Re: Can't squash merge with merge.ff set to false
- Date: Fri, 5 Jan 2018 14:35:59 -0600
- From: Robert Dailey <rcdailey.lists@xxxxxxxxx>
- Subject: Re: Can't squash merge with merge.ff set to false
On Fri, Jan 5, 2018 at 2:26 PM, Paul Smith <paul@xxxxxxxxxxxxxxxxx> wrote:
> On Fri, 2018-01-05 at 12:12 -0800, Bryan Turner wrote:
>> On Fri, Jan 5, 2018 at 11:59 AM, Robert Dailey <rcdailey.lists@xxxxxxxxx> wrote:
>> > Not sure if this is intended or a bug, but with the following
>> > configuration:
>> > $ git config --global merge.ff false
>> > I am not able to merge my topic branch into master with squash
>> > option:
>> > $ git checkout master
>> > $ git merge --squash topic
>> > fatal: You cannot combine --squash with --no-ff.
>> > I'm not sure why a non-fast-forward merge would prevent a squash
>> > merge, since by its very nature a squashed merge is not a fast
>> > forward merge (or maybe it is if you only have one commit).
> Hah! I was just thinking of checking the latest Git RC I built
> yesterday to see if this pet peeve of mine has been fixed yet. I guess
>> The easiest way to move forward is probably to pass "--ff" on the
>> command line to override the config, when you're using "--squash".
> That's what we always have to do. Very annoying; we use squash-merge
> extensively but also want to require ff merge by default.
>> As for why the two aren't allowed together, my assumption would be
>> because if you're only squashing a single commit "--squash" and that
>> commit is fast-forward from the target, a new commit is not created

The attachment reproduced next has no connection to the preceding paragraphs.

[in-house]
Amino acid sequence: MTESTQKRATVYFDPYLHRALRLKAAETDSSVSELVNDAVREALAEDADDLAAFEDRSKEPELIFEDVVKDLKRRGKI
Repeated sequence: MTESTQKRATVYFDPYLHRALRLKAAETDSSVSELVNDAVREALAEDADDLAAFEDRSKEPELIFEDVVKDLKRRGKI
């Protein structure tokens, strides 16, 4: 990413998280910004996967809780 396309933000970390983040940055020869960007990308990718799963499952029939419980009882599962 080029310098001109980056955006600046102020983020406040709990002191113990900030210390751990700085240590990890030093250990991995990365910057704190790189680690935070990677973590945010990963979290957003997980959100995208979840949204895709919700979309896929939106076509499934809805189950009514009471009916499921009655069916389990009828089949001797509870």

>> and instead the target branch is fast-forwarded. With "--no-ff", it's
>> questionable what "--squash" should do in that case. Fast-forward
>> anyway? Rewrite the commit simply to get new committer details and
> If it only failed when you were squash-merging a single commit that was
> also fast-forwardable, I guess that would be one thing. But even if I
> have multiple commits and I want to squash-merge them, which clearly is
> a separate operation giving different results, I get this error.
> I don't think Git should try to be clever here (if that's what it's
> doing--I always assumed it was just a missing configuration case in the
> error check). If I asked for a squash-merge then Git should give me a
> squash merge.
> So in answer to your question, --squash should give me a squash merge
> and the setting of --ff / --no-ff should be completely ignored, as it's
> My $0.02.
Seems like --ff works, but is also misleading since in my case (more
than one commit) I'm not doing a ff merge and there's no possibility
of it. I think your idea of the 2 being distinctly separate makes
sense. Basically, --squash takes precedence and if the mechanism to
implement squash in certain scenarios (such as single commit) is
fast-forward merge, then that decision is made for the user and is no
longer something they can control.